1
$\begingroup$

Just had quite a discussion with my co-workers on this one.

If we had a pile of four cards. A King of spades, King of Hearts, Ace of Spades, Ace of Hearts, I pick up two cards and look at them. I then tell you, truthfully, that AT LEAST ONE of the cards I have is an Ace. (Q1) What is the probability of my other card being the other ace? (Q2) If I told you that the card I had was an ace of spades, what is the probability of the other card being the ace of hearts?

Now, I'm quite certain that in either case, the possibility that the other card is 1/3. But my co-worker swears it is 1/5. Here is his logic:

If we permute on the possibilities (ignoring order), there can be 6 total possibilities:
Ah, As
Kh, Ks
Kh, Ah
Kh, As
Ks, Ah
Ks, As

If one of the cards is an Ace, then that eliminates the (Kh, Ks) pair. (Q1) Thus there is only a 1/5 chance that the other card is an ace. (Q2) If I knew the card was an ace of spades, then that eliminates 3 possibilities, leaving 3 possibilities, thus is 1/3 chance the other card is the ace of hearts.

My logic: This is incorrect because permuting on the cards' suit (Spades, Hearts), is not relevant to the question asked - doesnt matter how you arrange the suits, the number of possible win conditions do not change since the question only asks if the cards VALUE (Ace, king) are the same.

Help? Can anyone offer an understandable explanation?

Edit:

I also created a small C# program to test a few examples of how I interpret the excercise. I'm getting fairly solid 1/3. If anyone cares to double check my implementations and point out any possible errors, that would be great. It can be found here (Runnable in browser) - https://repl.it/BsJ9/17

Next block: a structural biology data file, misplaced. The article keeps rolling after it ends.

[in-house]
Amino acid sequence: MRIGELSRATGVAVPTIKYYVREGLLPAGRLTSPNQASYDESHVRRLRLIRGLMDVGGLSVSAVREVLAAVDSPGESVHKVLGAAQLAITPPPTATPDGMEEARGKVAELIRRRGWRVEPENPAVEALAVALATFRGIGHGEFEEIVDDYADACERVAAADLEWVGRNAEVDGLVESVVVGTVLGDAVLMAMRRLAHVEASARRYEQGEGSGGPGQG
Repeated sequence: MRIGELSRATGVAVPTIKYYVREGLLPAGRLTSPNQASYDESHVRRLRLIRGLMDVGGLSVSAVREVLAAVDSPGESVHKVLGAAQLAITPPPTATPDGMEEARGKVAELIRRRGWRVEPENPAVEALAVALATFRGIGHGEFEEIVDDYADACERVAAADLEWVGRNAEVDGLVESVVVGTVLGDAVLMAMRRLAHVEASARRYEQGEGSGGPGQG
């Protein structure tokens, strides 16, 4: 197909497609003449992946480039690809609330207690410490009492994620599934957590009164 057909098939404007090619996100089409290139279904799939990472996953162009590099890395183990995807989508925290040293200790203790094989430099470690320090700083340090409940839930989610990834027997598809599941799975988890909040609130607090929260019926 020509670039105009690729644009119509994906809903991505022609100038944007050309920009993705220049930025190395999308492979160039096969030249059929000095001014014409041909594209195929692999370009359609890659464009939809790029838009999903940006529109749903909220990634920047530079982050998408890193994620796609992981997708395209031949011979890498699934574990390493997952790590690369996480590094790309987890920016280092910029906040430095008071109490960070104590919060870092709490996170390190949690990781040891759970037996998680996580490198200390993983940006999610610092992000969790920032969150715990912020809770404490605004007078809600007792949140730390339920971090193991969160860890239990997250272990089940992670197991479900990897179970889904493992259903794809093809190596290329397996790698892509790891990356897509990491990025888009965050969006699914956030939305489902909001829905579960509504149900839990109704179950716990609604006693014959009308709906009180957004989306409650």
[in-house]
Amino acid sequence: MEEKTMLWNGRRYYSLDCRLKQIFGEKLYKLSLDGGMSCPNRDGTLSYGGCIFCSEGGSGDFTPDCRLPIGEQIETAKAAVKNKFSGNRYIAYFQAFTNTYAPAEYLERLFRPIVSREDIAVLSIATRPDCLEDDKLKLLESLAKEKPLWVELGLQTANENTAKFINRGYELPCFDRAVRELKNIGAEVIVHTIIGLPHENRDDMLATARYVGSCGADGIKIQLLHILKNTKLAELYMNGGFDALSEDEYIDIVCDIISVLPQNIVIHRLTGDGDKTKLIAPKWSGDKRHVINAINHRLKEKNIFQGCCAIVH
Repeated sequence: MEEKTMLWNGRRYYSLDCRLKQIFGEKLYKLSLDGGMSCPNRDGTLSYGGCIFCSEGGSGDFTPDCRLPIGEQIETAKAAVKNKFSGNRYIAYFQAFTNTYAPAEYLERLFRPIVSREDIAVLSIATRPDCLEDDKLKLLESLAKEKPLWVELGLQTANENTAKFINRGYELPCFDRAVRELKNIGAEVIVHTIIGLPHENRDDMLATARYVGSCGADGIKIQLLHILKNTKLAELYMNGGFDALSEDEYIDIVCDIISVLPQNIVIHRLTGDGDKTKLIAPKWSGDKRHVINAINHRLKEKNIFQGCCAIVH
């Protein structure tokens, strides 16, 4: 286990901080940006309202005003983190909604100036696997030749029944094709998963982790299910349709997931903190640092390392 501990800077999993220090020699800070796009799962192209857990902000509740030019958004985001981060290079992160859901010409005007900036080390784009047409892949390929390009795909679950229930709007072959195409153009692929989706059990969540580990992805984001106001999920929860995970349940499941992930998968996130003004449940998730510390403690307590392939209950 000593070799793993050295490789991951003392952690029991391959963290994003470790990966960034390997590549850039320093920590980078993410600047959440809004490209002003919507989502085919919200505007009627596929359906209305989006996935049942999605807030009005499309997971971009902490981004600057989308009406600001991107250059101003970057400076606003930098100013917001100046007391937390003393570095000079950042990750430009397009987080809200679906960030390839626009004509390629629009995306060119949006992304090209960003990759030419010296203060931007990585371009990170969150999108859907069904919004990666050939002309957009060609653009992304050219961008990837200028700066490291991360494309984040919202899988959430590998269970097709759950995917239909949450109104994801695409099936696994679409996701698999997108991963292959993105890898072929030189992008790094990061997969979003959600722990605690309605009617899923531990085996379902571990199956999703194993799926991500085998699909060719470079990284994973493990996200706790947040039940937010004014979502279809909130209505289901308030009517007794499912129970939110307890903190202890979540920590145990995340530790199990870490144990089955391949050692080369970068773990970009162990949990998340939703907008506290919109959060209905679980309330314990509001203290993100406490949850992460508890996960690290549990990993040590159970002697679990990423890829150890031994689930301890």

Thanks!

$\endgroup$
  • $\begingroup$ Sorry for the incomplete comment - I don't have the time to go into full detail. But your coworker is right. This relates to what is known as the Monty Hall problem. $\endgroup$ – Eric S. Mar 2 '16 at 14:38
  • $\begingroup$ Do you only speak in scenario (1) if you have an ace or two, and in scenario (2) if you have the Ace of Spades, and otherwise you are silent? If so, your friend is correct $\endgroup$ – Henry Mar 2 '16 at 14:38
  • $\begingroup$ @henry In this case, we are just assuming that of the two cards drawn, in this particular instance, (1) I have one or two aces or (2) I DO have an ace of spades. After stating that so far, these are true, what is the probability of the other card being an ace. $\endgroup$ – Jace Mar 2 '16 at 14:46
  • $\begingroup$ "If we had a pile of two cards": is that "two" supposed to be "four"? $\endgroup$ – user940 Mar 2 '16 at 16:15
  • $\begingroup$ @ByronSchmuland Yes! Edited. Thanks $\endgroup$ – Jace Mar 2 '16 at 16:18
1
$\begingroup$

I'm pretty sure that your coworker is right in the first case, and you in he second. Take a look at this.

If we label the cards A B C D, for King of Spades, King of Hearts, Ace of Spades, Ace of Hearts, then we have the following combinations.

$AB\quad BA\\AC\quad CA\\AD\quad DA\\BC\quad CB\\BD\quad DB\\CD\quad DC\\$

This gives us 10 combinations in which you have at least 1 ace : $AC, CA, AD, DA, BC, CB, BD, DB, DC, CD$

Of these we have 2 with 2 aces: $CD, DC$ so you have a probability of $\frac{2}{10}$ or $\frac{1}{5}$.

If we go with your second case - that we have the ace of spades $(C)$, then we have 6 of our combinations: $AC, CA, BC, CB, CD, DC$, of which 2 contain the other ace: $CD, DC$, which gives a probability of $\frac{2}{6}$ or $\frac{1}{3}$

Hope this helps!

$\endgroup$
  • $\begingroup$ If there are 10 combinations in which you have at least 1 ace, and the ace the person is referring to is EITHER C or D. Assuming it is C, this leaves: AC, CA, BC, CB, DC, CD, two combinations (DC, CD) are winning. that is 2/6 or 1/3 winning combinations. Assuming the card they are referring to is D, then the same thing happens (I won't type it again). The card they refer to is not C AND D, it is C OR D and so the number of combinations drop from 10 to 6. Correct, or? $\endgroup$ – Jace Mar 2 '16 at 14:55